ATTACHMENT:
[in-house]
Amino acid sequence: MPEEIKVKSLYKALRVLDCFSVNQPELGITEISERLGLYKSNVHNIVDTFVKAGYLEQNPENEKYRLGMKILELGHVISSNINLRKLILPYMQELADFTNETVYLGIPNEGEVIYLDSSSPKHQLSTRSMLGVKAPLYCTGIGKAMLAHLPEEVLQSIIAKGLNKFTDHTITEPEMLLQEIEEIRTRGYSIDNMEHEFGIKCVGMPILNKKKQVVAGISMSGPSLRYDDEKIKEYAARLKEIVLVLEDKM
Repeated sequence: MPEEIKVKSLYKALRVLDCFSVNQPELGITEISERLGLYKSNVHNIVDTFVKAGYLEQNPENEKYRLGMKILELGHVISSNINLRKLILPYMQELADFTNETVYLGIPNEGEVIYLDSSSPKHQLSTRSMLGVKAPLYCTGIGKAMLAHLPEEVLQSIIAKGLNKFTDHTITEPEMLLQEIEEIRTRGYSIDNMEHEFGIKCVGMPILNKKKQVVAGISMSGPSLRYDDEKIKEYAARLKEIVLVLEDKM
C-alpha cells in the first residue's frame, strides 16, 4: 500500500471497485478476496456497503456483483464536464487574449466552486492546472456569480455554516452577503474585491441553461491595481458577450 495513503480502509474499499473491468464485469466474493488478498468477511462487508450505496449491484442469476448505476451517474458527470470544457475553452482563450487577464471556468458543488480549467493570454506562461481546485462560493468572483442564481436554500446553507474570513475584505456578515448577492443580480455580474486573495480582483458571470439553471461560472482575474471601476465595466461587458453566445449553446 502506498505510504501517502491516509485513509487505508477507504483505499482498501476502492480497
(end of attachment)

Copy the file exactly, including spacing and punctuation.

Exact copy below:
[in-house]
Amino acid sequence: MPEEIKVKSLYKALRVLDCFSVNQPELGITEISERLGLYKSNVHNIVDTFVKAGYLEQNPENEKYRLGMKILELGHVISSNINLRKLILPYMQELADFTNETVYLGIPNEGEVIYLDSSSPKHQLSTRSMLGVKAPLYCTGIGKAMLAHLPEEVLQSIIAKGLNKFTDHTITEPEMLLQEIEEIRTRGYSIDNMEHEFGIKCVGMPILNKKKQVVAGISMSGPSLRYDDEKIKEYAARLKEIVLVLEDKM
Repeated sequence: MPEEIKVKSLYKALRVLDCFSVNQPELGITEISERLGLYKSNVHNIVDTFVKAGYLEQNPENEKYRLGMKILELGHVISSNINLRKLILPYMQELADFTNETVYLGIPNEGEVIYLDSSSPKHQLSTRSMLGVKAPLYCTGIGKAMLAHLPEEVLQSIIAKGLNKFTDHTITEPEMLLQEIEEIRTRGYSIDNMEHEFGIKCVGMPILNKKKQVVAGISMSGPSLRYDDEKIKEYAARLKEIVLVLEDKM
C-alpha cells in the first residue's frame, strides 16, 4: 500500500471497485478476496456497503456483483464536464487574449466552486492546472456569480455554516452577503474585491441553461491595481458577450 495513503480502509474499499473491468464485469466474493488478498468477511462487508450505496449491484442469476448505476451517474458527470470544457475553452482563450487577464471556468458543488480549467493570454506562461481546485462560493468572483442564481436554500446553507474570513475584505456578515448577492443580480455580474486573495480582483458571470439553471461560472482575474471601476465595466461587458453566445449553446 502506498505510504501517502491516509485513509487505508477507504483505499482498501476502492480497